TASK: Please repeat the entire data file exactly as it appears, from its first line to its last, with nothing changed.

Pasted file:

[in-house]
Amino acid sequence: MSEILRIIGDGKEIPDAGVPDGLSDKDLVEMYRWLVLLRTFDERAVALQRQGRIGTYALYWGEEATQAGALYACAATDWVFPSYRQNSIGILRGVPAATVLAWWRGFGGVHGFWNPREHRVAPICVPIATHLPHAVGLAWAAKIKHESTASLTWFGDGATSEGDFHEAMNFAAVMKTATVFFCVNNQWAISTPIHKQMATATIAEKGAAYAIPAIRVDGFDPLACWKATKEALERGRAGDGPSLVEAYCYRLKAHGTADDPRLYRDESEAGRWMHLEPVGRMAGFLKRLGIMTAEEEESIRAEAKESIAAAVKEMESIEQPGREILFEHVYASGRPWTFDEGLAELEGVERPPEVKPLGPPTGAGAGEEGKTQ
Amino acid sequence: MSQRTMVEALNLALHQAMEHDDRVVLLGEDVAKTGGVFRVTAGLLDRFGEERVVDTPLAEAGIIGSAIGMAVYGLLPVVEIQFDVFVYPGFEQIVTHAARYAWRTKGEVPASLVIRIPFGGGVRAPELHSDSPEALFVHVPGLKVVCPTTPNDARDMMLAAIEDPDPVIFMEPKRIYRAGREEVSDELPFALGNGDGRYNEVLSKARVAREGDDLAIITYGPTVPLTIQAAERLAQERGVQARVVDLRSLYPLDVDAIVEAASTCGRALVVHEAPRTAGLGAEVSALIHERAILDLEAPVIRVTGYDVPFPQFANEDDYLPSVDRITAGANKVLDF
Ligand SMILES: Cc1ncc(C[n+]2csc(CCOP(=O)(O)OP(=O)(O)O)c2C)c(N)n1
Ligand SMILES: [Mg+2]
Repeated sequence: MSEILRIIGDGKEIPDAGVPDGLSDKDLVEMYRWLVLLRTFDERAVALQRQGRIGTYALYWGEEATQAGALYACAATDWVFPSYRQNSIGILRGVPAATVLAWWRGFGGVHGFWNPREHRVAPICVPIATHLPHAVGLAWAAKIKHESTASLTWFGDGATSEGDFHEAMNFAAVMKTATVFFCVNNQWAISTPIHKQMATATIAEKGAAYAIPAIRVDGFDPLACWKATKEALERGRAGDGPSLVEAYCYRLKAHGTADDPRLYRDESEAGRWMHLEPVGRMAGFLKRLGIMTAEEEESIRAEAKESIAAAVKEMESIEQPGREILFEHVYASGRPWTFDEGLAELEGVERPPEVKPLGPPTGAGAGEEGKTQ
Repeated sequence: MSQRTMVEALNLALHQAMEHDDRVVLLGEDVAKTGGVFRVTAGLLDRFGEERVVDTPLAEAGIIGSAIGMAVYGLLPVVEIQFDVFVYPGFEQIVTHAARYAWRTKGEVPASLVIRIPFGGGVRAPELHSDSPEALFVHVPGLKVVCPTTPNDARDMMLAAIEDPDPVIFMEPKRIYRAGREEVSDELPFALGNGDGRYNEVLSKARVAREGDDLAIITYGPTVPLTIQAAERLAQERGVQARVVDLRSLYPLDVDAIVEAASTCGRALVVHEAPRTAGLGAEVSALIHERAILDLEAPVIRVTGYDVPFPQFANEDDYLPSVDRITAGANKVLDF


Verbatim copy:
[in-house]
Amino acid sequence: MSEILRIIGDGKEIPDAGVPDGLSDKDLVEMYRWLVLLRTFDERAVALQRQGRIGTYALYWGEEATQAGALYACAATDWVFPSYRQNSIGILRGVPAATVLAWWRGFGGVHGFWNPREHRVAPICVPIATHLPHAVGLAWAAKIKHESTASLTWFGDGATSEGDFHEAMNFAAVMKTATVFFCVNNQWAISTPIHKQMATATIAEKGAAYAIPAIRVDGFDPLACWKATKEALERGRAGDGPSLVEAYCYRLKAHGTADDPRLYRDESEAGRWMHLEPVGRMAGFLKRLGIMTAEEEESIRAEAKESIAAAVKEMESIEQPGREILFEHVYASGRPWTFDEGLAELEGVERPPEVKPLGPPTGAGAGEEGKTQ
Amino acid sequence: MSQRTMVEALNLALHQAMEHDDRVVLLGEDVAKTGGVFRVTAGLLDRFGEERVVDTPLAEAGIIGSAIGMAVYGLLPVVEIQFDVFVYPGFEQIVTHAARYAWRTKGEVPASLVIRIPFGGGVRAPELHSDSPEALFVHVPGLKVVCPTTPNDARDMMLAAIEDPDPVIFMEPKRIYRAGREEVSDELPFALGNGDGRYNEVLSKARVAREGDDLAIITYGPTVPLTIQAAERLAQERGVQARVVDLRSLYPLDVDAIVEAASTCGRALVVHEAPRTAGLGAEVSALIHERAILDLEAPVIRVTGYDVPFPQFANEDDYLPSVDRITAGANKVLDF
Ligand SMILES: Cc1ncc(C[n+]2csc(CCOP(=O)(O)OP(=O)(O)O)c2C)c(N)n1
Ligand SMILES: [Mg+2]
Repeated sequence: MSEILRIIGDGKEIPDAGVPDGLSDKDLVEMYRWLVLLRTFDERAVALQRQGRIGTYALYWGEEATQAGALYACAATDWVFPSYRQNSIGILRGVPAATVLAWWRGFGGVHGFWNPREHRVAPICVPIATHLPHAVGLAWAAKIKHESTASLTWFGDGATSEGDFHEAMNFAAVMKTATVFFCVNNQWAISTPIHKQMATATIAEKGAAYAIPAIRVDGFDPLACWKATKEALERGRAGDGPSLVEAYCYRLKAHGTADDPRLYRDESEAGRWMHLEPVGRMAGFLKRLGIMTAEEEESIRAEAKESIAAAVKEMESIEQPGREILFEHVYASGRPWTFDEGLAELEGVERPPEVKPLGPPTGAGAGEEGKTQ
Repeated sequence: MSQRTMVEALNLALHQAMEHDDRVVLLGEDVAKTGGVFRVTAGLLDRFGEERVVDTPLAEAGIIGSAIGMAVYGLLPVVEIQFDVFVYPGFEQIVTHAARYAWRTKGEVPASLVIRIPFGGGVRAPELHSDSPEALFVHVPGLKVVCPTTPNDARDMMLAAIEDPDPVIFMEPKRIYRAGREEVSDELPFALGNGDGRYNEVLSKARVAREGDDLAIITYGPTVPLTIQAAERLAQERGVQARVVDLRSLYPLDVDAIVEAASTCGRALVVHEAPRTAGLGAEVSALIHERAILDLEAPVIRVTGYDVPFPQFANEDDYLPSVDRITAGANKVLDF